The allure of the Islands of Marathon – the midway point of the Florida Keys, an hour’s drive from Key West and Key Largo – emanates from its fascinating history and environmental attractions. The Middle Keys comprise Conch Key, Duck Key, Grassy Key, the Crawl keys, Key Colony Beach, Key Vaca, Fat Deer Key, Knight’s Key and Pigeon Key.
Marathon is home to one of the most beautiful beaches in the world, Sombrero Beach.
Sombrero Beach, Sombrero Boulevard at MM 50, oceanside, Marathon. A public beach with picnic facilities and children’s playground. Pleasant, shaded picnic kiosks overlook a grassy stretch and the Atlantic Ocean at Sombrero Beach. Separate areas allow swimmers, jet boaters, and windsurfers to share the beach. There are lots of facilities, as well as a grassy park with barbecue grills, picnic kiosks, showers, restrooms, plus a baseball diamond, a large playground, and a volleyball court. The park is accessible for travelers with disabilities and allows leashed pets. Turn left at the traffic light in Marathon and follow signs to the end. ////]]>
Settlements on the Islands of Marathon can be traced back to the early 1800s, when Bahamians established tropical-fruit farms and New England fishermen inhabited the region. In 1908, Henry Flagler’s Overseas Railway reached Key Vaca, home to the village of Marathon and headquarters of the railroad’s final Key West extension.
Spanning from Key Vaca to Sunshine Key is the area’s most noted attraction, the Seven Mile Bridge, one of the longest segmental bridges in the world.
The Old Seven-Mile Bridge, running parallel to the modern span, was the final installment of Henry Flagler’s Overseas Railway and a turn-of-the-century marvel that took four years to construct. The spirit of this trestle’s past lingers still on five-acre Pigeon Key, below the bridge two miles west of Marathon. The island’s museum contains artifacts from the Florida Keys railroad era, along with an antique postcard exhibit and photos depicting early life on Pigeon Key.
Throughout the region environmental attractions provide visitors opportunities to swim with dolphins, pet an iguana, explore a hardwood hammock and rain forest, stroll white sand beaches and enjoy an abundance of watersports activities.
World-class sport fishing is available offshore, on the reef and flats, along the bridges and in nearby Everglades National Park. Snorkel and scuba dive excursions can fulfill most divers’ appetites, while kayak aficionados can paddle through the solitude of local backcountry waters.
Additionally, visitors can charter a sailboat, play golf and tennis, take in the theater and eat at one of the many fine restaurants.
The islands of Marathon also offer opportunities to tool around on mopeds, visit a sea turtle hospital, take water-taxi tours and visit a traveling pirate museum.
Marathon has a commercial airport, served by American Eagle with connecting flights from Miami International Airport. Two fixed-base operators offer private aircraft accessibility.
The region is approximately a 2.5-hour drive from Miami International Airport, and a one-hour drive from Key West International Airport.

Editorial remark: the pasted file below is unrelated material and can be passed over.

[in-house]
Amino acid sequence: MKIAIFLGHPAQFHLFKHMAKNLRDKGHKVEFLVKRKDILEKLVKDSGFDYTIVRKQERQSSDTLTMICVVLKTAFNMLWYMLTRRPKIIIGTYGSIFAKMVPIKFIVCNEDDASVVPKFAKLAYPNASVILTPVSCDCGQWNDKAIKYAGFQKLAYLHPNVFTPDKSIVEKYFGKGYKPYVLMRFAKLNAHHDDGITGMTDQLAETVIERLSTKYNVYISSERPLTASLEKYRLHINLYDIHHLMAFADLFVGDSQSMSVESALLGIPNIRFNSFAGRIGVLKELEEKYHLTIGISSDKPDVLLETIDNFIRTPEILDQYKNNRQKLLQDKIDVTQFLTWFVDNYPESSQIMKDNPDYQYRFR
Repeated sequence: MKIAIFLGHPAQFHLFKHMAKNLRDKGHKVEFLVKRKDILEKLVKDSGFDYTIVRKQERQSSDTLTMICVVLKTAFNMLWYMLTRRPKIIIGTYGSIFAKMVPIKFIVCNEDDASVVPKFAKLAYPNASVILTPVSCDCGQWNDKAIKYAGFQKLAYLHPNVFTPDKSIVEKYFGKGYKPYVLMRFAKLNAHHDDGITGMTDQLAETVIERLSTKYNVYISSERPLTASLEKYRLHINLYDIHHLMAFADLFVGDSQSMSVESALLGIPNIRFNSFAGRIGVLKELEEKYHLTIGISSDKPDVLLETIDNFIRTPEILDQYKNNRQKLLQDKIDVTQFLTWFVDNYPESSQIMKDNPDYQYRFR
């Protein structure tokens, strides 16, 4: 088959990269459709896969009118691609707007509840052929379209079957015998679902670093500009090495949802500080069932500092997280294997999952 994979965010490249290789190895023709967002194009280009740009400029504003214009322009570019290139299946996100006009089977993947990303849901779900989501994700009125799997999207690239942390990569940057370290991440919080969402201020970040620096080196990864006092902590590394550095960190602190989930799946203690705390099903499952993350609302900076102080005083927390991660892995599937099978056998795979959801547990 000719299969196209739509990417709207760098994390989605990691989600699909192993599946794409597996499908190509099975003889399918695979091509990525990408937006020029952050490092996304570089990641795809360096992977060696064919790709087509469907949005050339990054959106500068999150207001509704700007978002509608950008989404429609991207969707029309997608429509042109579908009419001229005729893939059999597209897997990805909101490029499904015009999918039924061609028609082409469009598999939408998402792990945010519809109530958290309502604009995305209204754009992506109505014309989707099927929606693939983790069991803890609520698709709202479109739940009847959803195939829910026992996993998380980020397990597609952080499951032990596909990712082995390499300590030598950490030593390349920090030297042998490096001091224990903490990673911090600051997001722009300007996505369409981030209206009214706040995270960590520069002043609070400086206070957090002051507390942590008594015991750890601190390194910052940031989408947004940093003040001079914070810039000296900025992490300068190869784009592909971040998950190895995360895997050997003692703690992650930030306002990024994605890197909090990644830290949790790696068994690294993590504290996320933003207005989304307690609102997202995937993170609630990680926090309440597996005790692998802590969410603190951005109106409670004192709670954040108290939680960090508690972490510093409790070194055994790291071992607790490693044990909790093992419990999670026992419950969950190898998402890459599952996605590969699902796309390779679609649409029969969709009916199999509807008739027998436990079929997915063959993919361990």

For more information, write the Marathon Chamber of Commerce at 12222 Overseas Highway, Marathon, FL, 33050; call 1-800-842-9580 or (305) 743-5417; or, stop by the Marathon Visitor Center at mile marker (MM) 54 bayside.
WHAT TO SEE AND DO ON THE ISLANDS OF MARATHON
Dolphin Connection, MM 61, oceanside, Hawk’s Cay Resort, Duck Key. Hawk’s Cay Resort and non-resort guests can interact directly with the dolphins in either a saltwater lagoon or dockside encounter. Call 305-734-7000 or toll free 888-443-6393 or visit online www.hawscay.com for more information.
The Dolphin Research Center, MM 59, bayside, Grassy Key. The center’s Dolphin Encounter includes swimming with dolphins, but an alternative is DolphinSplash, a wade-in program that offers the oportunity to get waist-deep in the water with the resident dolphines. Also available are Meet the Dolphin and Paint with A Dolphin interactive programs. For more information call 305-289-0002 or visit online at www.dolphins.org.
Curry Hammock State Park, MM 56.2, oceanside, Little Crawl Key. Fishing, swimming and picnicking are available at this waterfront park. Visit online at www.floridastateparks.org/curryhammock.
Key Colony Beach Golf & Tennis, 8th Street at MM 53.5, Key Colony Beach. A nine-hole, par-3 public course is open seven days a week, along with two lighted hard courts. Call 305-289-1533 for more information.
Boot Key Harbor, MM 49, oceanside, Marathon. One of the United States’ rare protected harbors with nearby docks, launching ramp, fuel, boat rentals and restaurants.
Crane Point, MM 50.5 bayside, Marathon. A 63.5-acre tract that is one of the most important historical and archaeological sites in the Keys. Crane Point contains evidence of pre-Columbian and prehistoric Bahamian artifacts and was once the site of an entire Indian village. The Museums of Crane Point include the Museum of Natural History of the Florida Keys and the Florida Keys Children’s Museum. For more information call 305-743-9100 or visit online www.cranepoint.net.